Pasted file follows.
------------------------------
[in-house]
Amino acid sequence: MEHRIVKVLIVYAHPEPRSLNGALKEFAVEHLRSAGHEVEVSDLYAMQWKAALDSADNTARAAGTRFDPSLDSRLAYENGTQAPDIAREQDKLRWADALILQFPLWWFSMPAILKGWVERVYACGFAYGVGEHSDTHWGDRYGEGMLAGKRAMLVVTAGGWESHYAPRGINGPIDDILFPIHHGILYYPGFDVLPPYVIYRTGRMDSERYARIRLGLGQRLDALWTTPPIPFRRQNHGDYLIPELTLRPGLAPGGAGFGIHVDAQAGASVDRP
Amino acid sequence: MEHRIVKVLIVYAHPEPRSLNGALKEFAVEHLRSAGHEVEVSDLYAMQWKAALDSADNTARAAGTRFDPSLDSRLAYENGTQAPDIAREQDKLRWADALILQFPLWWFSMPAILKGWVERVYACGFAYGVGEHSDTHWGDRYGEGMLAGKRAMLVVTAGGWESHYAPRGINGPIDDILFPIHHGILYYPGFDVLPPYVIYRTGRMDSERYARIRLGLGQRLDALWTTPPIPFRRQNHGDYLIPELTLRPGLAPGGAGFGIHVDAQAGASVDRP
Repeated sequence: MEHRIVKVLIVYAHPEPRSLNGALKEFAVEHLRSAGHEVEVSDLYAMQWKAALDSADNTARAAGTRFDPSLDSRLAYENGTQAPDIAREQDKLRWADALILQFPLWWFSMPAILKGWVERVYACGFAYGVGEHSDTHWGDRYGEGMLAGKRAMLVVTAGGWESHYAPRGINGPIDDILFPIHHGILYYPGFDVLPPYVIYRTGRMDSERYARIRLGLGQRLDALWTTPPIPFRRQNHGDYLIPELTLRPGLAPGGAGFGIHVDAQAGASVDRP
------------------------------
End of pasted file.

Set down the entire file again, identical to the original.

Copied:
[in-house]
Amino acid sequence: MEHRIVKVLIVYAHPEPRSLNGALKEFAVEHLRSAGHEVEVSDLYAMQWKAALDSADNTARAAGTRFDPSLDSRLAYENGTQAPDIAREQDKLRWADALILQFPLWWFSMPAILKGWVERVYACGFAYGVGEHSDTHWGDRYGEGMLAGKRAMLVVTAGGWESHYAPRGINGPIDDILFPIHHGILYYPGFDVLPPYVIYRTGRMDSERYARIRLGLGQRLDALWTTPPIPFRRQNHGDYLIPELTLRPGLAPGGAGFGIHVDAQAGASVDRP
Amino acid sequence: MEHRIVKVLIVYAHPEPRSLNGALKEFAVEHLRSAGHEVEVSDLYAMQWKAALDSADNTARAAGTRFDPSLDSRLAYENGTQAPDIAREQDKLRWADALILQFPLWWFSMPAILKGWVERVYACGFAYGVGEHSDTHWGDRYGEGMLAGKRAMLVVTAGGWESHYAPRGINGPIDDILFPIHHGILYYPGFDVLPPYVIYRTGRMDSERYARIRLGLGQRLDALWTTPPIPFRRQNHGDYLIPELTLRPGLAPGGAGFGIHVDAQAGASVDRP
Repeated sequence: MEHRIVKVLIVYAHPEPRSLNGALKEFAVEHLRSAGHEVEVSDLYAMQWKAALDSADNTARAAGTRFDPSLDSRLAYENGTQAPDIAREQDKLRWADALILQFPLWWFSMPAILKGWVERVYACGFAYGVGEHSDTHWGDRYGEGMLAGKRAMLVVTAGGWESHYAPRGINGPIDDILFPIHHGILYYPGFDVLPPYVIYRTGRMDSERYARIRLGLGQRLDALWTTPPIPFRRQNHGDYLIPELTLRPGLAPGGAGFGIHVDAQAGASVDRP